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Sustainability Discourses: Human Livelihoods and Life Chances

  • Michael Redclift
Chapter
Part of the Wissenschaftsethik und Technikfolgenbeurteilung book series (ETHICSSCI, volume 19)

Abstract

The concept of sustainability is increasingly used in a variety of different ways, and for a variety of different purposes. In this chapter this apparent adaptability, and some of the ambivalence to which it gives rise, are examined in the context of recent eco-tourist development on the Yucatan peninsular, Mexico. The discussion of the environmental impact of tourism, and the search for more ‘sustainable’ forms of tourism, really began with the publication of the Brundtland Commission Report (WCED 1987, Croa111995) but the term eco-tourism did not gain currency until later. The World Wild Fund for Nature has defined eco-tourism as “... tourism to protected natural areas, as a means of economic gain through natural resource preservation. A merger of recreation and responsibility” (Kallen 1990,37). In the course of time, however, the epithet “eco” has been applied, with something approaching abandon, to almost any form of tourist development which claims ‘ecological’ objectives (Mowforth 1993, France 1997, Wahab and Pigram 1997).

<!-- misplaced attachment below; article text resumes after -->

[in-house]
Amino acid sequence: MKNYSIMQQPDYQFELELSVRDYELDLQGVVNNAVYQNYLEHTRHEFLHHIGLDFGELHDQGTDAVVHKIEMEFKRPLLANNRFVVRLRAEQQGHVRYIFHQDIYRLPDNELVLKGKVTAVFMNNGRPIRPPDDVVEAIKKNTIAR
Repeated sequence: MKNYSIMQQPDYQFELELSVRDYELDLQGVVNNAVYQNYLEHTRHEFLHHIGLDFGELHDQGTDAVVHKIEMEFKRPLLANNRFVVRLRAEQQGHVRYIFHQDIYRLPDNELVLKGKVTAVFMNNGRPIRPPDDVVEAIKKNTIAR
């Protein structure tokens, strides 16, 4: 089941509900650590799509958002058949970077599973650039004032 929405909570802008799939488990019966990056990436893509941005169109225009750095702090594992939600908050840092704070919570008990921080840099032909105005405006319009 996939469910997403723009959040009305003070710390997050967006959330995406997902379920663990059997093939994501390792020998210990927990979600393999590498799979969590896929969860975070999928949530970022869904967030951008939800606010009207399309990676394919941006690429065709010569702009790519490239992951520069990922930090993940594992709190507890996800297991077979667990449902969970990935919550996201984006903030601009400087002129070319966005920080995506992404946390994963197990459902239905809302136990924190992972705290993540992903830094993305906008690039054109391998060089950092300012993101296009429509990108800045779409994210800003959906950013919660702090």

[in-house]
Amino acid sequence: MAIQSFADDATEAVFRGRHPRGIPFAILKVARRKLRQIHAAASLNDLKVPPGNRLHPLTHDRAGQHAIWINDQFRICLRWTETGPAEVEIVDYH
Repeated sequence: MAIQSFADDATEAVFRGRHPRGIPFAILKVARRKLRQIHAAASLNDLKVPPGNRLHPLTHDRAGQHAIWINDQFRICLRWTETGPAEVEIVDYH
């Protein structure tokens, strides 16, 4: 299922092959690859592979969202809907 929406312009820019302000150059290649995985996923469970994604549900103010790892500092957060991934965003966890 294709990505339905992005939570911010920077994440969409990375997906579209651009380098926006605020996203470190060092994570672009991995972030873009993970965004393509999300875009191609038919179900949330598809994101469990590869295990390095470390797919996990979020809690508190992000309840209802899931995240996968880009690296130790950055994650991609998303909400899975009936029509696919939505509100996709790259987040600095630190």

Keywords

Biosphere Reserve Tourist Development Life Chance Sustainable Tourism Marine Turtle 
These keywords were added by machine and not by the authors. This process is experimental and the keywords may be updated as the learning algorithm improves.

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Copyright information

© Springer-Verlag Berlin Heidelberg 2003

Authors and Affiliations

  • Michael Redclift

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